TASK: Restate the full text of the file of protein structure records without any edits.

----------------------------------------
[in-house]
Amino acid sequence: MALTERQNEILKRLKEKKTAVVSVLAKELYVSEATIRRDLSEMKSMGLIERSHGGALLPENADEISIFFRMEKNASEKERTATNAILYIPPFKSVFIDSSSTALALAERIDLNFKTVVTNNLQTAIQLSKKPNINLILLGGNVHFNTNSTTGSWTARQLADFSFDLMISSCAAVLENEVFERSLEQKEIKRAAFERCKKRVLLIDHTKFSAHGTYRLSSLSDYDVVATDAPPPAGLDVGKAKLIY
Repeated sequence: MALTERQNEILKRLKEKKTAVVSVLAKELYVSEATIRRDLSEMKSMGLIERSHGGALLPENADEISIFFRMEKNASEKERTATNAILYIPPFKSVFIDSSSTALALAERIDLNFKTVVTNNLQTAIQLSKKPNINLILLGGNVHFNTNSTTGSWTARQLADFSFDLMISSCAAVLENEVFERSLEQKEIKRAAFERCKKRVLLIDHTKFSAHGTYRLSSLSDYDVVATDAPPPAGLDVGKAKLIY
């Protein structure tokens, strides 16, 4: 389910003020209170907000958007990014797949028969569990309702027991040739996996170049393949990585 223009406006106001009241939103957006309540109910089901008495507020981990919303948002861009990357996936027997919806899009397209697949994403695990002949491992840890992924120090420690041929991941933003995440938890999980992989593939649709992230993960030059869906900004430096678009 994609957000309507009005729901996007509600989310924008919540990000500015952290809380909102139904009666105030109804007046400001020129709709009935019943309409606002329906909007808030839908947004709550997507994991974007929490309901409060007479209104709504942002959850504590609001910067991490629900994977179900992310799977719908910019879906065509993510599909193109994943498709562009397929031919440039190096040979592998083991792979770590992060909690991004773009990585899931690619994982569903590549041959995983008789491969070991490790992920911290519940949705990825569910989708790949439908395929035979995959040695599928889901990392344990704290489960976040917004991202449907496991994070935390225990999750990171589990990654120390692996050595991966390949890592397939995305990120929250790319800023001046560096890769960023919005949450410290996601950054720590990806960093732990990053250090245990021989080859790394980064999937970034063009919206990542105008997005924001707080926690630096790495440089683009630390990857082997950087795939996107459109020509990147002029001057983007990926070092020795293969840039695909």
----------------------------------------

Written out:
[in-house]
Amino acid sequence: MALTERQNEILKRLKEKKTAVVSVLAKELYVSEATIRRDLSEMKSMGLIERSHGGALLPENADEISIFFRMEKNASEKERTATNAILYIPPFKSVFIDSSSTALALAERIDLNFKTVVTNNLQTAIQLSKKPNINLILLGGNVHFNTNSTTGSWTARQLADFSFDLMISSCAAVLENEVFERSLEQKEIKRAAFERCKKRVLLIDHTKFSAHGTYRLSSLSDYDVVATDAPPPAGLDVGKAKLIY
Repeated sequence: MALTERQNEILKRLKEKKTAVVSVLAKELYVSEATIRRDLSEMKSMGLIERSHGGALLPENADEISIFFRMEKNASEKERTATNAILYIPPFKSVFIDSSSTALALAERIDLNFKTVVTNNLQTAIQLSKKPNINLILLGGNVHFNTNSTTGSWTARQLADFSFDLMISSCAAVLENEVFERSLEQKEIKRAAFERCKKRVLLIDHTKFSAHGTYRLSSLSDYDVVATDAPPPAGLDVGKAKLIY
């Protein structure tokens, strides 16, 4: 389910003020209170907000958007990014797949028969569990309702027991040739996996170049393949990585 223009406006106001009241939103957006309540109910089901008495507020981990919303948002861009990357996936027997919806899009397209697949994403695990002949491992840890992924120090420690041929991941933003995440938890999980992989593939649709992230993960030059869906900004430096678009 994609957000309507009005729901996007509600989310924008919540990000500015952290809380909102139904009666105030109804007046400001020129709709009935019943309409606002329906909007808030839908947004709550997507994991974007929490309901409060007479209104709504942002959850504590609001910067991490629900994977179900992310799977719908910019879906065509993510599909193109994943498709562009397929031919440039190096040979592998083991792979770590992060909690991004773009990585899931690619994982569903590549041959995983008789491969070991490790992920911290519940949705990825569910989708790949439908395929035979995959040695599928889901990392344990704290489960976040917004991202449907496991994070935390225990999750990171589990990654120390692996050595991966390949890592397939995305990120929250790319800023001046560096890769960023919005949450410290996601950054720590990806960093732990990053250090245990021989080859790394980064999937970034063009919206990542105008997005924001707080926690630096790495440089683009630390990857082997950087795939996107459109020509990147002029001057983007990926070092020795293969840039695909």